6 Tips How to Find the Right Career For You

"The future depends on what we do in the present." ~Mahatma Gandhi

If you find the right career you will have stability, security and hopefully a comfortable standard of living. The prospects are good that you can get paid for doing something you love to do, something you are good at!  A life "calling" is all about what you do and what you become.

nils rohwer business man Image source: Nils Rohwer on Flickr

Most people don't have a thorough understanding of what they want to do with their lives. It may take a little effort to figure it out. Your career goals aren't something that you accidentally discover. You need to co-create or manifest your direction. You have a choice. You may have lots of decisions to make.

The G+P+V Formula

Richard Leider, a high-powered career counselor, created the G+P+V  formula to help people learn what they want to do with their life. It breaks down to Gifts+Passions+Values= "life calling".

Your "Gifts" are your strengths. Your "Passions" are the things you love. And your "Values" are your basic lifestyle and personality.

If you are just starting to focus on the future, thinking about making a change, or just want to be happy in your career, here are 6 tips that can tell you how to find the right one, or if you already have it.

1. Find Your Gifts

You already know some of your gifts. You have certain aptitudes, strengths, and talents. 

shelly munkberg myers briggs Image source: Shelly Munkberg on Flickr

If you don't know what your gifts are, try some career assessment tests. The Myers-Briggs personality index would be a good one.  There are also lots of free tests available online.  Check out About.com, Assessment.com, or LiveCareer.com. 

Once you understand where your strengths are, you need to find out how and where they can best be used.

2. Find Your Passions

Maybe you don't feel particularly passionate about any career. Or perhaps you love so many things that you can't make up your mind.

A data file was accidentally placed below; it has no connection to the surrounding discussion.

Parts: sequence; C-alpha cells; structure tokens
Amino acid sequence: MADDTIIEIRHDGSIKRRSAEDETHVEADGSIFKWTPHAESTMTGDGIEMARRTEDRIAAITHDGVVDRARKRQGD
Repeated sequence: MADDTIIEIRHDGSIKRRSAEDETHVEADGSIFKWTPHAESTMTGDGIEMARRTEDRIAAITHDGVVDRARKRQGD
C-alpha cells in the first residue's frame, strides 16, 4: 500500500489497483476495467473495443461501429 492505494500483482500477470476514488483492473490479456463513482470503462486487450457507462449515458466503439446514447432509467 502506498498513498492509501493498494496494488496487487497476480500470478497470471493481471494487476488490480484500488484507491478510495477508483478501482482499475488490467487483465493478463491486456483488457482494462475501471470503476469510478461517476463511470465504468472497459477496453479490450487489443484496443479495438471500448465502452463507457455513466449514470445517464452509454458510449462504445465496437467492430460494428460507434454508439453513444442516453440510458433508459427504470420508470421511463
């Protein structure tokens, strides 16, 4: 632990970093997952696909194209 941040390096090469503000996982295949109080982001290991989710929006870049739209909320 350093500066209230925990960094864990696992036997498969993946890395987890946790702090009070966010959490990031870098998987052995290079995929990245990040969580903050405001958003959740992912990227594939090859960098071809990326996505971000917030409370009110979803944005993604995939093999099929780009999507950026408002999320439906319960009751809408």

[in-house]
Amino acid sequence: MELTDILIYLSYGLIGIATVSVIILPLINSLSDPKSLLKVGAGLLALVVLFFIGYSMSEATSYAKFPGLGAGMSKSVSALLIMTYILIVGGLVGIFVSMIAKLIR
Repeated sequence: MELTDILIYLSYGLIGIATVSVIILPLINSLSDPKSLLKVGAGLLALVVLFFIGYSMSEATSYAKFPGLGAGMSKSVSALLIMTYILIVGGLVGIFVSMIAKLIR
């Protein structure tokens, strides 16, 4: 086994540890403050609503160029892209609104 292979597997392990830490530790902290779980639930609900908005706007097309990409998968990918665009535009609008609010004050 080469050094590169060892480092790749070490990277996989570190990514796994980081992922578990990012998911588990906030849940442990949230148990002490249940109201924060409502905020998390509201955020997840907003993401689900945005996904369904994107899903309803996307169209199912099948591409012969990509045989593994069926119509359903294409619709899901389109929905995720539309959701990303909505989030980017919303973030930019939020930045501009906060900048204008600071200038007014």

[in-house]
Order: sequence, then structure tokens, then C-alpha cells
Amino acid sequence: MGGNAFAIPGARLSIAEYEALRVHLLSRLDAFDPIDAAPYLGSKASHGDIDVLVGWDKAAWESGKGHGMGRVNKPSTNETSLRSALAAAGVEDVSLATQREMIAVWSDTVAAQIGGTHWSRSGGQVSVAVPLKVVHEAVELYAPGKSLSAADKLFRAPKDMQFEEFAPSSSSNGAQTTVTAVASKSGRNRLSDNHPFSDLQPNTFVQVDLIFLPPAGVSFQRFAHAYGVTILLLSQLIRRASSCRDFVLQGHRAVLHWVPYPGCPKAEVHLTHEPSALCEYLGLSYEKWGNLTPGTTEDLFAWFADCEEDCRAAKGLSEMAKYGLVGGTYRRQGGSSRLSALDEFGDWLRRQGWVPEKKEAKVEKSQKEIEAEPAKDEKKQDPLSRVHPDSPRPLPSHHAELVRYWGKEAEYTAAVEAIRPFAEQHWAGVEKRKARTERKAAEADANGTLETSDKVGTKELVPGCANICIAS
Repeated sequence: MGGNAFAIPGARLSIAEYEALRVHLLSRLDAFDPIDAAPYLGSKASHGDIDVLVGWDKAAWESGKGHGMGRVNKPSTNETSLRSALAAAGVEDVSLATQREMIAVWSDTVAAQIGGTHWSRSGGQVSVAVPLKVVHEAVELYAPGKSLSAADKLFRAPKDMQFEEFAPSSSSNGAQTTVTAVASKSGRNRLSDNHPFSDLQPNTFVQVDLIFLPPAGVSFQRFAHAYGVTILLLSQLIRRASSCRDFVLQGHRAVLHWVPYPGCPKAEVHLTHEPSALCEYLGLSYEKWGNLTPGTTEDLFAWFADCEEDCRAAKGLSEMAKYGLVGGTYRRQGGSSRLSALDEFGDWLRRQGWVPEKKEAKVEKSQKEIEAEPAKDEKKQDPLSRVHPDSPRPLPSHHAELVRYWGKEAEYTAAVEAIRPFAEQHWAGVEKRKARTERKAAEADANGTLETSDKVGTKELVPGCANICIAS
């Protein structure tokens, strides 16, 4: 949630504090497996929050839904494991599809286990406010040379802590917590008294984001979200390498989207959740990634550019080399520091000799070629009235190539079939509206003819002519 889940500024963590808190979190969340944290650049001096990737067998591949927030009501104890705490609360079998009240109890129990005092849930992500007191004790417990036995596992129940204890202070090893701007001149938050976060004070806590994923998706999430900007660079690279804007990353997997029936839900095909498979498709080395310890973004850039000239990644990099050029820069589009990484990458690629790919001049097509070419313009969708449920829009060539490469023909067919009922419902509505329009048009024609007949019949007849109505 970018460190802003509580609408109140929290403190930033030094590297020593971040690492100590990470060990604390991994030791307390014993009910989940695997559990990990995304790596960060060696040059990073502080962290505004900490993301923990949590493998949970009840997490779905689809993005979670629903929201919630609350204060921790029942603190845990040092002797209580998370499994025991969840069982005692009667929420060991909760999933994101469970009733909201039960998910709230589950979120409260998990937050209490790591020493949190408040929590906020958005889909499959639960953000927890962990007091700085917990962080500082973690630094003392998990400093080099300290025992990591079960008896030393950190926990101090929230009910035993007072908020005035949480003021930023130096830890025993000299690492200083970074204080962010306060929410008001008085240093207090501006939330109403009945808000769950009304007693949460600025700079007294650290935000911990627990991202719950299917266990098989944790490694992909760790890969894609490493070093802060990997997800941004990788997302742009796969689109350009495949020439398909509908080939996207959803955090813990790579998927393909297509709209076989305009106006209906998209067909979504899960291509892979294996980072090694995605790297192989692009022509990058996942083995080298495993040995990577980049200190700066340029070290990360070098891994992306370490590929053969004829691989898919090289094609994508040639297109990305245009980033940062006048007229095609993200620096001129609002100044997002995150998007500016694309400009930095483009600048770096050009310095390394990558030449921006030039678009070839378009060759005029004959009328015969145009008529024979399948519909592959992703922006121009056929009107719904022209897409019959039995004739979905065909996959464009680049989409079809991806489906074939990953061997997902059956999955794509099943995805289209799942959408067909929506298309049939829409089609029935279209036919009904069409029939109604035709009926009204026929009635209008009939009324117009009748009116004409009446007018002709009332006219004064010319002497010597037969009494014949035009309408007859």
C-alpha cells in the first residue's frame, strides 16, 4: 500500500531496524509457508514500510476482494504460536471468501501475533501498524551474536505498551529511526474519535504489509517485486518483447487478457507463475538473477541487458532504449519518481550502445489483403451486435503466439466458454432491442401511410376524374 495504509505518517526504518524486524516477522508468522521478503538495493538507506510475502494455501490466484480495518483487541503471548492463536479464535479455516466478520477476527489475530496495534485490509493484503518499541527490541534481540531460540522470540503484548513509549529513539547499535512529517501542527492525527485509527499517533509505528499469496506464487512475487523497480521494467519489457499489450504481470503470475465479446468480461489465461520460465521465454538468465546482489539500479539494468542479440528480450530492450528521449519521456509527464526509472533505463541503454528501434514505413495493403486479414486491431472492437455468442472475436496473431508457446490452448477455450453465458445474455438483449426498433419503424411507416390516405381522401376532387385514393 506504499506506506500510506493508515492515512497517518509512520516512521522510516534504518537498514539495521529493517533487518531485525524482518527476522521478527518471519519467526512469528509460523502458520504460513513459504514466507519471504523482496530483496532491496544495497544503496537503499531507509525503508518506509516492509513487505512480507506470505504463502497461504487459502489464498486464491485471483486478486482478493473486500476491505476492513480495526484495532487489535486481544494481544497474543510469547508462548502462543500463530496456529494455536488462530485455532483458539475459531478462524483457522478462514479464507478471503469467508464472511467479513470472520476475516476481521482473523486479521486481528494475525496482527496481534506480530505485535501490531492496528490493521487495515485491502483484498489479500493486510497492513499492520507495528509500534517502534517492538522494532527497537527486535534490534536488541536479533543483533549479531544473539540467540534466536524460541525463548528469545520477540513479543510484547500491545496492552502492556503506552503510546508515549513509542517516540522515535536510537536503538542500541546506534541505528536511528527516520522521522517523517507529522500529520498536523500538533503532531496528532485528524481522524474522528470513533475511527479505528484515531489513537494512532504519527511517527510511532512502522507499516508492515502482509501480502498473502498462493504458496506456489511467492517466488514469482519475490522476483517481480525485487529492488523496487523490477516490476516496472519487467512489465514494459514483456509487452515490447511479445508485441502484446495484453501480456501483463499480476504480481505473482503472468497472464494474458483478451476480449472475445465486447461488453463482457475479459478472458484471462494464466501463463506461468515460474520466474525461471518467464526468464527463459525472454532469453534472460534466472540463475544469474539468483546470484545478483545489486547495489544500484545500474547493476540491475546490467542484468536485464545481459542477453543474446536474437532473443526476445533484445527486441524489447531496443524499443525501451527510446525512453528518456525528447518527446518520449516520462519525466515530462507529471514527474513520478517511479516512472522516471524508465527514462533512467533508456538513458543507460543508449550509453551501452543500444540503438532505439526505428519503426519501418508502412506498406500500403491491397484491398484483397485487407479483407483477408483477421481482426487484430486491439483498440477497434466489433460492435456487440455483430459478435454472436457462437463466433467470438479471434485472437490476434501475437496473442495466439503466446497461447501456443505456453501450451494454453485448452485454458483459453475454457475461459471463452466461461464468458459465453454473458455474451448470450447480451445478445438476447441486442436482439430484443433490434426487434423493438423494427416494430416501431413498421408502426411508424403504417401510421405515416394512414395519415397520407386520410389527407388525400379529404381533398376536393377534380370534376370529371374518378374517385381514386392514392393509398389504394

stephane gallay stream of passion Image source: Stephane Gallay on Flickr

Start out by looking at what matters to you most. Be focused and honest.  What do you care about? Are there issues that you are important to you? Are there communities that deeply resonate with you?  Do you love computers? Does art or architecture excite you? Do you only use natural products? Do you love business, accounting or science? It's easy to get started. Make a list. These are your passions.

3. Explore Your Options

Everyone knows the basic professions available.  Many of them require an extended education. If you want to become a doctor, lawyer, or engineer, it will require an extended education. In most cases, if you want to be in business (at the management level), become a teacher, work in law enforcement, or learn computer science, you will need a college education.

If you are not interested in a more traditional career, you might want to take a look at the Bureau of Labor Statistics' Occupational Handbook. Find out which jobs pay well and what education is required to be hired. 

Consider your passions and gifts, and try to find some career options where you can use your strengths and abilities doing something you love. Talk to your school counselor or a career counselor. Go online and check out sites like careerkey.org and LinkedIn. 

the open university communicate Image source: The Open University on Flickr

Ask your friends and family about their jobs. As you explore your options, you will be getting lots of information. 

Research the US Department of Labor's website, where you will learn what various careers pay. You might want to take a serious look at the available number of jobs in certain professions. Before you start an expensive education, make sure that you will have future prospects.